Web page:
it.it_value.tv_usec = 100000;
 setitimer(ITIMER_PROF, &it, NULL);
 for ( ; ; ) ;
}

If you try to execute the above code, you will see the string 'signal occured .. tiimes' for the first time after (1 + 100000*10-6) or 1.1 seconds. Then from the second time you will see the string after every (4 + 50000*10-6) or 4.05 seconds and it goes on. I think by now you may understand what these numbers mean. So, I don't want to further go deep into the struct itimerval, but recommend you to see the man pages.

Now, observing the code it is clear that itimerval is a datatype for starting an alarm. The signal handler responds for SIGPROF signal, which is generated only if the setitimer() is set for ITIMER_PROF.

In other words, when you want to count the time, there may be different cases. It may be either the direct time, which can be done by giving first argument as ITIMER_REAL and the signal handler should be changed SIGALRM signal.

We may only want to count the time for which the process executed in the user mode. This can be done by passing ITIMER_VIRTUAL and the signal this generates is SIGVTALRM.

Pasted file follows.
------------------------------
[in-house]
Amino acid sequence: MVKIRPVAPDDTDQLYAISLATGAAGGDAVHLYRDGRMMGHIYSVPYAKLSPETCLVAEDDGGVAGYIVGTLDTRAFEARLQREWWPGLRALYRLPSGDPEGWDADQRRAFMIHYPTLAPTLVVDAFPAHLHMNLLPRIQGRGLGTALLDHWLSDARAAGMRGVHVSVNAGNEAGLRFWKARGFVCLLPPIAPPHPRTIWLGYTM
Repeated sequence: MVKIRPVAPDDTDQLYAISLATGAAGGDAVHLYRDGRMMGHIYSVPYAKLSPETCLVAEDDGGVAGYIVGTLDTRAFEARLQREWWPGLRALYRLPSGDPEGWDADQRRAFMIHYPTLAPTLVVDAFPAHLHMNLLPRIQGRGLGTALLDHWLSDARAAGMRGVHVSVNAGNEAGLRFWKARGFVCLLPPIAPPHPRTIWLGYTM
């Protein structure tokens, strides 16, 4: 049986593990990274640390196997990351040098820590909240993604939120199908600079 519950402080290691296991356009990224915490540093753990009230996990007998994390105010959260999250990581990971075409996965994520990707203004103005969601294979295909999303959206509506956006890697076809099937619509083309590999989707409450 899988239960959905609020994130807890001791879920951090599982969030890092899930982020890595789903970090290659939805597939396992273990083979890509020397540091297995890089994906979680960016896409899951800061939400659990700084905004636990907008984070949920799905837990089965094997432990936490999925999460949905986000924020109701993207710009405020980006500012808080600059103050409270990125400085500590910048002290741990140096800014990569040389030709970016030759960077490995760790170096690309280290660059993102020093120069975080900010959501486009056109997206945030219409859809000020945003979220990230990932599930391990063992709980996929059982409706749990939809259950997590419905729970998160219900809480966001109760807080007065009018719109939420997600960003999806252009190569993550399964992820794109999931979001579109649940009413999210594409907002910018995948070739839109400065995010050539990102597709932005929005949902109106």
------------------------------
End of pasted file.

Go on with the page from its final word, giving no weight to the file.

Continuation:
You may also want to count the amount of time a process spent in both user mode and kernel mode. Then you need to change the arguments as ITIMER_PROF and signal it generates SIFPROF which is shown in the above program.

Note that the difference between first and third types is that first type counts the time the process spent in ready queue and all other extra times, while the third type doesn't consider these times.


The main part:

We are ready with every function necessary to build a thread library. So, let us discuss the basic idea of building it. So, we define an ready_queue, which stores all the pointers to the contexts of live threads like a linked list, task_count, that counts the number of alive threads, Initializing function, that initializes the signal handler for SIGPROF (here, I use third way of counting the time), set all the values for the alarm.